“They were obviously giving a bit of stick to Shaw,” says Denzel. “I saw him in the barber shop [in camp] afterwards and he came straight to me and was like: ‘How’d you let them do me like that? I thought I had a bit of back up with you.’ Then, those two walk in and they’re having a bit of a back and forth and I was [thinking], I can’t believe it going to be like this the whole tournament.”

Grealish’s off-field persona proved as maverick as his mazy dribbling-based play. Foden was granted zero sensitivity regarding City’s 1-0 European Cup final reverse in a clip that showed Aston Villa’s captain joking with Jordan Henderson about his triumph in the competition with Liverpool.

“You see the stuff with Phil Foden when Jack’s having a bit of a dig at him about the Champions League final and then he’s running around and he’s playing basketball. He’s just a funny guy. He’s an unbelievable personality to have in the group,” says Denzel.

Of Grealish being constantly scythed down Denzel says: “If he’s fouled and gets a free-kick and puts England in a great position, it’s a win for the team. There’s a bit of him like: ‘Oh, one-nil me.’ He plays like he’s in a battle. He relishes the battles whether it’s for club or country.”

As did all of Southgate’s men. “A lot of these young players play with their handbrake off,” says Denzel. “Jadon Sancho: I spoke to him about growing up playing cage football. He plays like he’s still in the cage. He wants to beat people, take people on.”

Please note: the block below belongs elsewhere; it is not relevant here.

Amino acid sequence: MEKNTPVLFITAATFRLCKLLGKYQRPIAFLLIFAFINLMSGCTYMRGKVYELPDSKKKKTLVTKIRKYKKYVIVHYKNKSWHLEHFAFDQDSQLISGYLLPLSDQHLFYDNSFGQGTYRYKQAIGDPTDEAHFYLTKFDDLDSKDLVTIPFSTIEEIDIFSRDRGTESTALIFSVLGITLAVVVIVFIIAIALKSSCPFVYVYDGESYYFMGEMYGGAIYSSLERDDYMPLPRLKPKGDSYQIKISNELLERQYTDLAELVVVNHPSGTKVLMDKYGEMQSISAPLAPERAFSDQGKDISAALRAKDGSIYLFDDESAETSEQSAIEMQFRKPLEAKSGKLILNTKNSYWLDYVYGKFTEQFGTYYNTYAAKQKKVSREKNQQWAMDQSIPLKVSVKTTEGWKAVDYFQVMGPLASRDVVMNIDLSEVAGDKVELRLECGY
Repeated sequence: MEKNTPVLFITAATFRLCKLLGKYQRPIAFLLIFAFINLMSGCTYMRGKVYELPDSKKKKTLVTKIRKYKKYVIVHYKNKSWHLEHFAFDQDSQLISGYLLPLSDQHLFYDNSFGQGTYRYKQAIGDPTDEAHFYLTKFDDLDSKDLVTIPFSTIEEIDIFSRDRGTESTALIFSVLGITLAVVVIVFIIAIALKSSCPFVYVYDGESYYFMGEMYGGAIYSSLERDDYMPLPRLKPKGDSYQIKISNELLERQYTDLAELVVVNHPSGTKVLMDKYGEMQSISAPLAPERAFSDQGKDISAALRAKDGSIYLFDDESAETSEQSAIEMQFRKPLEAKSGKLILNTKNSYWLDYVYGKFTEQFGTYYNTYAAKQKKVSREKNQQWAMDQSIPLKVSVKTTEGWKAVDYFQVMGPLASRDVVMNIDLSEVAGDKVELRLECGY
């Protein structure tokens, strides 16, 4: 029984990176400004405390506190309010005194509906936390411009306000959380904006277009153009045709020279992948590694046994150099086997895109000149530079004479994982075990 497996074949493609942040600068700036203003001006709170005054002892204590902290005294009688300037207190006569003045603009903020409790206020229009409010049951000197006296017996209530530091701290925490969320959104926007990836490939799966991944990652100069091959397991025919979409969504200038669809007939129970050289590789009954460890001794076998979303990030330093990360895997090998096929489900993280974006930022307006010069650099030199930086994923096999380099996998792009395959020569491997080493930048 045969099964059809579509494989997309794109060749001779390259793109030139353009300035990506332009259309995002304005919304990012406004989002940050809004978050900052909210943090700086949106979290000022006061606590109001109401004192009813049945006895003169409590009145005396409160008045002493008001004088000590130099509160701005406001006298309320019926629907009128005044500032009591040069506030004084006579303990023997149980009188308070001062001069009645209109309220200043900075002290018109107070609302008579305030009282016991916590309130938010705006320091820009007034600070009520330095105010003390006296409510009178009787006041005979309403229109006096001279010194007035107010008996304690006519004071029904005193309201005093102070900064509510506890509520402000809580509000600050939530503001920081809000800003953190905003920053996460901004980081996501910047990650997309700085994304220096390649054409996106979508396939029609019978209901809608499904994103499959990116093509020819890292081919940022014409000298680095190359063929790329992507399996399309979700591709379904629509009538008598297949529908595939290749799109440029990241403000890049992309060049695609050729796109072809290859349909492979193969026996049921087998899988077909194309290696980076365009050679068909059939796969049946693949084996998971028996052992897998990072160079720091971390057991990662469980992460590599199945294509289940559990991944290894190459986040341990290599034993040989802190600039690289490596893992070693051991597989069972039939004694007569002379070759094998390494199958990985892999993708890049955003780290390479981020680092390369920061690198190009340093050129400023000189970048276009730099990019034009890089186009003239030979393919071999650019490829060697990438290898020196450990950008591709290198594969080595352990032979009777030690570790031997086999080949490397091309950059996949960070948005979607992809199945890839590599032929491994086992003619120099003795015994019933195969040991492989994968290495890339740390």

Like Saka, Sancho and Marcus Rashford also missed in the shootout and all subsequently suffered sickening racist abuse. “These tweets that Marcus and Sancho and Bukayo are getting, it’s affecting Harry Kane, it’s affecting Harry Maguire, it’s affecting Kalvin Phillips,” Denzel says. “You attack one, you get a response from everyone.

“These boys, it does affect them. No matter how much of a brave face you’re putting on, someone attacking you for the colour of your skin when you’ve gone out and played seven amazing games for your country and taken them to the first final in 55 years: you’d feel you’re under-appreciated.

“From inside the camp – the bond, and the brotherhood, you can feel it. You see people in groups one day having a laugh as they walk back from training, the next day there’s new groups, new pockets.

“There’s one unit – that’s one of the reasons why we’ve done so well in this tournament. It’s also why there’s been such a unified response to these disgusting racist tweets. It’s because when you’re family you can’t attack one without attacking everyone.”

England have to wait a little over a year for the Qatar 2022 World Cup and the chance to take the final step and add to the 1966 victory. “I messaged a few of the boys after the final, when the dust settled,” Denzel says. “They’re desperate to go again, to win. For their country, families, friends, the fans. And when I was speaking to them [it was clear]: they’ll come again stronger.”